Researchers find living in poor neighborhoods adds burdens to low-income families
A U.S. Census Bureau report released on Monday reveals that the proportion of people living in areas of poverty increased by 7.7 percentage points from 2000 to 2010. Latest figures collected by the American Community Survey from 2008 to 2012 showed that 1 in 4 U.S. residents lived in areas with a poverty rate of at least 20%.
The report, Changes in Areas With Concentrated Poverty: 2000 to 2010, compares new data with that collected in the 2000 Census Bureau to track income changes throughout the country. According to latest figures, 30% of the population lived in areas of poverty in the District of Columbia and 14 states — an increase from only four states and the District of Columbia in 2000. States that had experienced the greatest increase included Tennessee, Oregon, Arkansas and North Carolina.
Data also showed that the entire country was affected by the increase in poverty, regardless of race. Although the report indicated that minorities and households headed by single mothers were at the greatest risk of living in poverty, whites living in poor areas had the greatest proportional increase — from 11.3% in 2000 to 20.3% in 2008 to 2012.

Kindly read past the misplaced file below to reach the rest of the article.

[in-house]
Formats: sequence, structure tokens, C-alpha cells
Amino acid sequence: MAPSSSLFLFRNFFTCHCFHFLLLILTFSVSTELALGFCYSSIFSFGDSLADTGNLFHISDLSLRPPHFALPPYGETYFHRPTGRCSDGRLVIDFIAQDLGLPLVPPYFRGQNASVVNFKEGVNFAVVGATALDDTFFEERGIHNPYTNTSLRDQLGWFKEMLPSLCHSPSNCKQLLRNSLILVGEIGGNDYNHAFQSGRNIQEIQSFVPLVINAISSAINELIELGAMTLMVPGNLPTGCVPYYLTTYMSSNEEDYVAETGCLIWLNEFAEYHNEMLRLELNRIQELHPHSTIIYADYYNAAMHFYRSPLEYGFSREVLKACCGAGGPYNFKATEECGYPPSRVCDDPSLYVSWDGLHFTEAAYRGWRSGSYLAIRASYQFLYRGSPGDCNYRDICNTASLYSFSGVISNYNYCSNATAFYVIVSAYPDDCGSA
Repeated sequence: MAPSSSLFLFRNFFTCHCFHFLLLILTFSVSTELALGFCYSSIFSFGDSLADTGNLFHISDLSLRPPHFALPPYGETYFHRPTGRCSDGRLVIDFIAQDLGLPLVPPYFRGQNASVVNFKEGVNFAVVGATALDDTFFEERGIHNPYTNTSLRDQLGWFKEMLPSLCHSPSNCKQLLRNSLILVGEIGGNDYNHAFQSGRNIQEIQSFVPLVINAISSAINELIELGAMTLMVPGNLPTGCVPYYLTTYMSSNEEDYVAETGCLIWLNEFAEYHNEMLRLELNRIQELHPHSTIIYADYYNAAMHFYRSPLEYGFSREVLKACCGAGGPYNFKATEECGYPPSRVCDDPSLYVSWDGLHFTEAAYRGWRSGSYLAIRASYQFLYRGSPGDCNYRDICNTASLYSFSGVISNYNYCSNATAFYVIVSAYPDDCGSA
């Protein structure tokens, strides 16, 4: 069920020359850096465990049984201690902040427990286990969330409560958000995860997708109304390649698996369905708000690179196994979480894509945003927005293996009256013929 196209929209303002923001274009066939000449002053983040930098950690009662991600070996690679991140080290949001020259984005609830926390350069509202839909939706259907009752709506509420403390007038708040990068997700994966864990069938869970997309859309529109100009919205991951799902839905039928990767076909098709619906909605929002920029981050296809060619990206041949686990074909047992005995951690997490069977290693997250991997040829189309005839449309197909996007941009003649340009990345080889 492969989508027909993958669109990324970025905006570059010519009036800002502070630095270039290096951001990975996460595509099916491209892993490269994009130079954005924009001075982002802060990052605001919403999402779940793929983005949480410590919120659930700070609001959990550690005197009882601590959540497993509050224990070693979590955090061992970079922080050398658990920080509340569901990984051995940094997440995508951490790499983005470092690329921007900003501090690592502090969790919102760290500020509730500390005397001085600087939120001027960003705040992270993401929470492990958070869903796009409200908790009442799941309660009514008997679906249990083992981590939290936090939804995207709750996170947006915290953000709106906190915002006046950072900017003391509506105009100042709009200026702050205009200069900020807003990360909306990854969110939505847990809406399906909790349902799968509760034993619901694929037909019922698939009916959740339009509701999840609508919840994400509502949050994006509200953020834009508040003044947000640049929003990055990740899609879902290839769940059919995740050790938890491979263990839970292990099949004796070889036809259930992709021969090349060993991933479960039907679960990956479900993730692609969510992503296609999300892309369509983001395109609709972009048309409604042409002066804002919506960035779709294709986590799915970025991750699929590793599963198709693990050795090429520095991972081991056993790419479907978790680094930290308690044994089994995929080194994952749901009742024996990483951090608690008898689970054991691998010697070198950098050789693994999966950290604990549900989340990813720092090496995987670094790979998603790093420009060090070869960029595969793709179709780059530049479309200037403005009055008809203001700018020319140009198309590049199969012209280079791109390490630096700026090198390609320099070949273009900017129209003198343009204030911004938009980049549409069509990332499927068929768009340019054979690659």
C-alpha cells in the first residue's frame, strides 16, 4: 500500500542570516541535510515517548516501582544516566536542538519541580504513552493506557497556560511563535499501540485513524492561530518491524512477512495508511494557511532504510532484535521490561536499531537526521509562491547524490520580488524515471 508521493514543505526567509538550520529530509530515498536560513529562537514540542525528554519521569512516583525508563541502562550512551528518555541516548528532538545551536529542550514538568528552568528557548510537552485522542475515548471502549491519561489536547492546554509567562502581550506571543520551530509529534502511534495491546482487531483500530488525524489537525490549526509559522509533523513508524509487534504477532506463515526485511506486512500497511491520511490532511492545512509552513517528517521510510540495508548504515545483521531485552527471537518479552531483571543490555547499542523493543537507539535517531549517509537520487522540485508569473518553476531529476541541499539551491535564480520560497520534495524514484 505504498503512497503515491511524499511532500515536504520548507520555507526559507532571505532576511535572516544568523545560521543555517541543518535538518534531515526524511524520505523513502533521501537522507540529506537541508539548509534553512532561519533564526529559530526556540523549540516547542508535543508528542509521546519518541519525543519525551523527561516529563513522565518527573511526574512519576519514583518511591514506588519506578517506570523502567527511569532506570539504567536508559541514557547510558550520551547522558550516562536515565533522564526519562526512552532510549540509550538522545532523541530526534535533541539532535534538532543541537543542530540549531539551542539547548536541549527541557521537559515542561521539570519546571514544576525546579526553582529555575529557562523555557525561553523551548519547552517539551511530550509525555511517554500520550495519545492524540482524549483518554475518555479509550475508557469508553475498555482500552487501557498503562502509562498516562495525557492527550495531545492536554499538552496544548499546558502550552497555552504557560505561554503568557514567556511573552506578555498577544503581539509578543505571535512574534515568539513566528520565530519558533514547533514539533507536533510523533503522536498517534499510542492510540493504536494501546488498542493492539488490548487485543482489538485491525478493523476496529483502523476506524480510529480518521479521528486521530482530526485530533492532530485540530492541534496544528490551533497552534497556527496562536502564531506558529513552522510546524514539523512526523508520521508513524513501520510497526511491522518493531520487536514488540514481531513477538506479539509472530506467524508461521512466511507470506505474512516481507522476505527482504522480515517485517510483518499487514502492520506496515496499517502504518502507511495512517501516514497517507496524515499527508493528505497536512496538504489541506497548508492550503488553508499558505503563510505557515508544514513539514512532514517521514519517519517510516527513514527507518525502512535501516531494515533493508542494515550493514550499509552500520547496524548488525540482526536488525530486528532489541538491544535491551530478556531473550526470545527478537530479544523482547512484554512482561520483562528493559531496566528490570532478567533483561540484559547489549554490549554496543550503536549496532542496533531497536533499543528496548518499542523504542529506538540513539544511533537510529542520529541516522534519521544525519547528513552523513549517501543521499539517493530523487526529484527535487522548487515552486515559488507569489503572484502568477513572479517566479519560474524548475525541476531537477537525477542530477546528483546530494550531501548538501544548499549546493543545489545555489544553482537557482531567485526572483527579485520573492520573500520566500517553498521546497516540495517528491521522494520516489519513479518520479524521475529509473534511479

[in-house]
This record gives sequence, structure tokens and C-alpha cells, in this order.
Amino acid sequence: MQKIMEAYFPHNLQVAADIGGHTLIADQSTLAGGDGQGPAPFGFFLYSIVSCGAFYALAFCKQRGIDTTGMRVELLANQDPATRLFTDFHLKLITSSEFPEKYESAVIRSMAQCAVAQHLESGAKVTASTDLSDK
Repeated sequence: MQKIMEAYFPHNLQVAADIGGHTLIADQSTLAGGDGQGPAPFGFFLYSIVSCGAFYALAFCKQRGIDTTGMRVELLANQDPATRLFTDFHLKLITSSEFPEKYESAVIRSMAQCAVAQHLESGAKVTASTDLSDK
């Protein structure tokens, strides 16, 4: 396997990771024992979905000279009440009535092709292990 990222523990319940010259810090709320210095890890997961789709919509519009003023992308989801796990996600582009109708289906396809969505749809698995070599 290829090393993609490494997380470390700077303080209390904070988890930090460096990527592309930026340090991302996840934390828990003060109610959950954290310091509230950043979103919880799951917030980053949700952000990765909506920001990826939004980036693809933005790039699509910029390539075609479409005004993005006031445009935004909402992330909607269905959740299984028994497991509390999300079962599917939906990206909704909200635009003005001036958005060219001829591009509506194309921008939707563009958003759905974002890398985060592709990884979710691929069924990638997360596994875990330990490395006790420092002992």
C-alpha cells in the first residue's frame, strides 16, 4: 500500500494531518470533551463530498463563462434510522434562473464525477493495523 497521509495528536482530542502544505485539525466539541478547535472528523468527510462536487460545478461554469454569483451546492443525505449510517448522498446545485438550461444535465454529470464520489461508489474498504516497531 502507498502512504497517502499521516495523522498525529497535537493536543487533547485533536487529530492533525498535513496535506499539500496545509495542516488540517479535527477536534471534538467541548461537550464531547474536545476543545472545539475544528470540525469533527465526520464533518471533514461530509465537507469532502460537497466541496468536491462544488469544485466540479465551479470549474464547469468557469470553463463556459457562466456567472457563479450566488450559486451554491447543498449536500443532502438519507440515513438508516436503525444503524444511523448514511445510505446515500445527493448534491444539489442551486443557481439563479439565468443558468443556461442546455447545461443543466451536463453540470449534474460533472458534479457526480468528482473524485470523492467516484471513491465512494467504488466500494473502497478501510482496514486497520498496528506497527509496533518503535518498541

The report’s lead author, Alemayehu Bishaw of the Census Bureau’s Poverty Statistics Branch, said in a statement that federal and government agencies would be able to use the data to provide assistance to those in need. “Researchers have found that living in poor neighborhoods adds burdens to low-income families, such as poor housing conditions and fewer job opportunities,” he said.
Despite the general rise throughout the country, the report found that the proportion of people living in poverty areas in West Virginia, Alaska, Louisiana, the District of Columbia and Hawaii actually decreased by at least 0.4 percentage points over the same period.